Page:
Residential parking permit requirements could be expanded to all residential streets, based on a new proposal by City of Vancouver staff.
This recommendation that will be presented to city council next week is amongst a list of major strategies that are part of the city staff’s new proposed Climate Emergency Action Plan (CEAP).
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If approved, parking permit requirements would be expanded to every residential street across Vancouver starting in 2021.
Currently, beyond the downtown Vancouver peninsula, residential streets with mandatory parking permit requirements are generally located near employment areas, such as retail districts.
Annual parking permit fees currently range between $41.32 for residential streets outside the Metro Core to $393.27 for the market rate in downtown Vancouver’s West End. The non-market rate in the West End for low-income households is $82.67.
The rate is currently higher at $61.02 for the residential streets near and within the Vancouver General Hospital campus.
City staff state they are currently modelling the impact that varying citywide parking permit rates would have on transportation behaviour, vehicle purchasing decisions, overall ownership, and emissions.
This includes a potential additional surcharge on parking permits for new, higher-priced gas and diesel vehicles with the purpose of discouraging the use of these higher-emission vehicles and encouraging the purchase of zero-emission vehicles such as electric-battery cars. Initially, this will be applied to new vehicles with a higher purchase price.
The parking permit prices will initially be set “low” to offer residents an adjustment period. City staff state their long-term aim is to create a market-based parking permit program “where the price of a permit fluctuates based on supply and demand with considerations made with respect to income, disability, and other equity-focused factors.”
In 2019, parking permits brought in $1.2 million in revenue for the municipal government. The expansion to a citywide parking permit requirement will increase this revenue source by $1 million to $2 million annually initially, and potentially upwards of $15 million annually after three years.
“Today, nearly one third of space on city streets is dedicated to parking. This sizeable portion of street space is only available for use by households with vehicles. For the more than one quarter of households in Vancouver that do not have a vehicle, it is providing little value,” reads a city staff report.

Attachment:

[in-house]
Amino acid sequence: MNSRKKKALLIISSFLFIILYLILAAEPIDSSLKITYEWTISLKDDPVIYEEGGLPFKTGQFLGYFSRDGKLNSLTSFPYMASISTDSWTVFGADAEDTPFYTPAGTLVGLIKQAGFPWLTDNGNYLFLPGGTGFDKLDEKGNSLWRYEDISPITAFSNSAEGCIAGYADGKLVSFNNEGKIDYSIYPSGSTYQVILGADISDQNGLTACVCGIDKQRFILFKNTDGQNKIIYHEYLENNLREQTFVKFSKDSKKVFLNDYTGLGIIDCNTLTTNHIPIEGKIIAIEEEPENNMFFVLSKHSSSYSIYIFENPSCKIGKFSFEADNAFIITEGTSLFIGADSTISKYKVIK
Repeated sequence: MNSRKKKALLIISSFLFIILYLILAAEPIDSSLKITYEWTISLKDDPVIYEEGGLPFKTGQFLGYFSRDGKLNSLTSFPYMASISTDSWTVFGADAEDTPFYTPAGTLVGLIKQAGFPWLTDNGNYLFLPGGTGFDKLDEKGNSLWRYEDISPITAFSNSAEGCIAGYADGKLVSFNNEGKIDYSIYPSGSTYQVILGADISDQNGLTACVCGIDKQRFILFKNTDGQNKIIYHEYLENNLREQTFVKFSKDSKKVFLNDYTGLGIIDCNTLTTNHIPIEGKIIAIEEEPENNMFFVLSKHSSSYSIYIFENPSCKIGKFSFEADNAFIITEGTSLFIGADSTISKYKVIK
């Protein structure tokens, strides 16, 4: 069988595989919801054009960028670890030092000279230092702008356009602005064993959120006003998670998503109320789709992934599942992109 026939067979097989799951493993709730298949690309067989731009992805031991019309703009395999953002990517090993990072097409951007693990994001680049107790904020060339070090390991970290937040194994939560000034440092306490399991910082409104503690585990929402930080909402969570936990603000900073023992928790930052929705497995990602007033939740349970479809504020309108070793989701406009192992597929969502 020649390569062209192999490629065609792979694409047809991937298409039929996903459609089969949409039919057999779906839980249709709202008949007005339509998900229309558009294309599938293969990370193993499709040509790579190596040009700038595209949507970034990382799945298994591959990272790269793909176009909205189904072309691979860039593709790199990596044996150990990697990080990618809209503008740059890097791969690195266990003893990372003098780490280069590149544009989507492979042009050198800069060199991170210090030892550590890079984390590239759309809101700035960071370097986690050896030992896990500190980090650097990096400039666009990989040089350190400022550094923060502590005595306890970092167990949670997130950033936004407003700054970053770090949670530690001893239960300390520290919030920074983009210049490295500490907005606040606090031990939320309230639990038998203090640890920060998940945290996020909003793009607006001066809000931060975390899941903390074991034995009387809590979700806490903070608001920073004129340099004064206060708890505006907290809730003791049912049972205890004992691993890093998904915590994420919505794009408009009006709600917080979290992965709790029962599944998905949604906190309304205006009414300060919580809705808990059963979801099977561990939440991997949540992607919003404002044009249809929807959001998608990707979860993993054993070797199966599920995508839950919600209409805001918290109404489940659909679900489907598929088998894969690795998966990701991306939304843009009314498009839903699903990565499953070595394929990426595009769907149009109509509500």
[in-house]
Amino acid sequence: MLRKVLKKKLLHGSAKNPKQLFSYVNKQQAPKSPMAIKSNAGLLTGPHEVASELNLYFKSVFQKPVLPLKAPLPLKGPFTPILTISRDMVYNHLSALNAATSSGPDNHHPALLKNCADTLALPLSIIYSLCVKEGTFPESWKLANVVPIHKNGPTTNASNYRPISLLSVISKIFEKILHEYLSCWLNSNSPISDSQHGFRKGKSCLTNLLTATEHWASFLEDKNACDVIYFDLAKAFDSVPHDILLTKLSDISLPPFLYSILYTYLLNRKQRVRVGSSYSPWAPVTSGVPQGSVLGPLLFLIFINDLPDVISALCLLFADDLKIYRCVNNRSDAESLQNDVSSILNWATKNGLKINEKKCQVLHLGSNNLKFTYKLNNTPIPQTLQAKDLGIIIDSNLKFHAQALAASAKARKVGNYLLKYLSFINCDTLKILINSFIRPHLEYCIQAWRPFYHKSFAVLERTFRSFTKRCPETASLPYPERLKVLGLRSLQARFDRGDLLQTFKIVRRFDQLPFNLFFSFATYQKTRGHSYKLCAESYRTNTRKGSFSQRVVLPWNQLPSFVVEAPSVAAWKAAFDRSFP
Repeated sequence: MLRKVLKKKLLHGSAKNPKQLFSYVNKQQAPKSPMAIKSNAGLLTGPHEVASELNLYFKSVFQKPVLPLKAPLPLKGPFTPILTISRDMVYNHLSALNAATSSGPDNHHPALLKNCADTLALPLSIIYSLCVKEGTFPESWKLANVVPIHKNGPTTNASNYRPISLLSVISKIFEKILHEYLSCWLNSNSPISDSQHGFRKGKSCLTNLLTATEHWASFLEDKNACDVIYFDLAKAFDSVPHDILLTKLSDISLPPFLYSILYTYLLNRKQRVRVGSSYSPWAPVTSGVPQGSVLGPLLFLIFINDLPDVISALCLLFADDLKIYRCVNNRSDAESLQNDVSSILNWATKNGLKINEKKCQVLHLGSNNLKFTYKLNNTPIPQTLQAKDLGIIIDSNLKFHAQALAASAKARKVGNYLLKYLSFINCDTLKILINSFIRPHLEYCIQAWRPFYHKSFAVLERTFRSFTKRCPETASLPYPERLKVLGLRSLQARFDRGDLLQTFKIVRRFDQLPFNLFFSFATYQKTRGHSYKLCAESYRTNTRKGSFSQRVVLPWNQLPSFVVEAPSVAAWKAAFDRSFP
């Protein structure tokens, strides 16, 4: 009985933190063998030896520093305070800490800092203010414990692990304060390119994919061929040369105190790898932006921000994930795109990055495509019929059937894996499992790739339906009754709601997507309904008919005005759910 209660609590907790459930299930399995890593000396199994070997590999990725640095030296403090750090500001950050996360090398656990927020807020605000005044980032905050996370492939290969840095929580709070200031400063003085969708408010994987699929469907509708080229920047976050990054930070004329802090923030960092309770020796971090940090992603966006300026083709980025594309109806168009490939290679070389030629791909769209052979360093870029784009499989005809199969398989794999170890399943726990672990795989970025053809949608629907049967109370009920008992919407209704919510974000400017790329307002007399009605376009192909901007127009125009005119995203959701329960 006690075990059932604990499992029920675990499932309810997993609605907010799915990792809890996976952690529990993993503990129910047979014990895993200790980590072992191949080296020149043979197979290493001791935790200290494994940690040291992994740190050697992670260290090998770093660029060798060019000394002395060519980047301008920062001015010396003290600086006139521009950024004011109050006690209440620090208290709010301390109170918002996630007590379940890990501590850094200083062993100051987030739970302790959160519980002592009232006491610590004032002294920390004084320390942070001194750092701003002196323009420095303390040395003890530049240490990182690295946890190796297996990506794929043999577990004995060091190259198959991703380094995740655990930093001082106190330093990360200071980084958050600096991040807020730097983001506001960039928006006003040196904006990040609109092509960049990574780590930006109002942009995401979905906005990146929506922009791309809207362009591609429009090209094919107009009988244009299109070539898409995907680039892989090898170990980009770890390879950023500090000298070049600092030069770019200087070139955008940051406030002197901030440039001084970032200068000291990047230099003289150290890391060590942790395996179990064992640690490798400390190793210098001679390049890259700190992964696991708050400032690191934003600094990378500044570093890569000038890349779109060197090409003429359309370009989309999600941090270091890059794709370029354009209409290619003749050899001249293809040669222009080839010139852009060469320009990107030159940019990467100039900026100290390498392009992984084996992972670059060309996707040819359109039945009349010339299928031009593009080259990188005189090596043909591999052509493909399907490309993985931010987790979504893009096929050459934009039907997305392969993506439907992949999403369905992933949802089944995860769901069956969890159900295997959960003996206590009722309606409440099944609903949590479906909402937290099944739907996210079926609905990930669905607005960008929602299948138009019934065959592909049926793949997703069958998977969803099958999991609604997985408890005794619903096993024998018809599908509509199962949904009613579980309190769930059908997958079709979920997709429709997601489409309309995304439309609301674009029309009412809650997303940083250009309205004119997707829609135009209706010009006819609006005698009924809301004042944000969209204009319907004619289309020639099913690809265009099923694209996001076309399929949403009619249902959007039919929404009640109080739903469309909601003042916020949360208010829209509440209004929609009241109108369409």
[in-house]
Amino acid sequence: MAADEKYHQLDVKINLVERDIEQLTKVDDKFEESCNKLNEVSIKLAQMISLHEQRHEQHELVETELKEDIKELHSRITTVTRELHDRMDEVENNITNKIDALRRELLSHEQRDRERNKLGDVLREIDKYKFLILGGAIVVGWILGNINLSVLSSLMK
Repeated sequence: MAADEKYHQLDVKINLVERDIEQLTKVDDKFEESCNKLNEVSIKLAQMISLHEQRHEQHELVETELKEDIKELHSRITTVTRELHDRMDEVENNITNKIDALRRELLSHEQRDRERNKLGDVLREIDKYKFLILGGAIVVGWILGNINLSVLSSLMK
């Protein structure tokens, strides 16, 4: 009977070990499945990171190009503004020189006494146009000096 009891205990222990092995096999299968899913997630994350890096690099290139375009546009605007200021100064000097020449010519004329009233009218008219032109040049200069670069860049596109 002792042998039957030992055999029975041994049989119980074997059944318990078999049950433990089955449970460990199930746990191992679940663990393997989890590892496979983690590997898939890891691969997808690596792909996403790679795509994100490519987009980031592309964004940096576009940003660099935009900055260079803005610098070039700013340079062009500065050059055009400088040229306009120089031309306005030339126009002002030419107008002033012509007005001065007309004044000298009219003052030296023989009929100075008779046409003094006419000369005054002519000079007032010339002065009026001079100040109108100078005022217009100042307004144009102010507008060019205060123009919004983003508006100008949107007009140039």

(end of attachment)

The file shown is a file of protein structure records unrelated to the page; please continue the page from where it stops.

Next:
“Additionally, the majority of on-street parking is either free for use or severely underpriced relative to its value to the overall community and is neither reflective of the parking demand for the space nor the potential of the space to be re-prioritized to serve transit, walking, cycling, or additional public space.”
Under CEAP, the city is also moving to eliminate parking minimums within newly constructed buildings across the city and establish “modest parking maximums,” which includes protecting the supply of accessible stalls. By allowing new developments to build fewer vehicle parking stalls, this policy is intended to be another municipal tool to discourage car use and encourage travel by public transit, walking, and cycling.
Eliminating parking minimums could also reduce the cost of housing, given that developers pass on the cost of providing parking to homeowners and renters. According to the city, each underground parking stall can cost up to $50,000 to build, and there are also added emissions from the amount of concrete used.
City staff state the elimination of parking minimums should be performed in conjunction with the citywide parking permit requirement, as “there is a strong potential for new residents to use nearby free, unregulated parking to store their vehicles.”
Last month, city council also passed a member motion that directed city staff to explore eliminating parking minimum standards.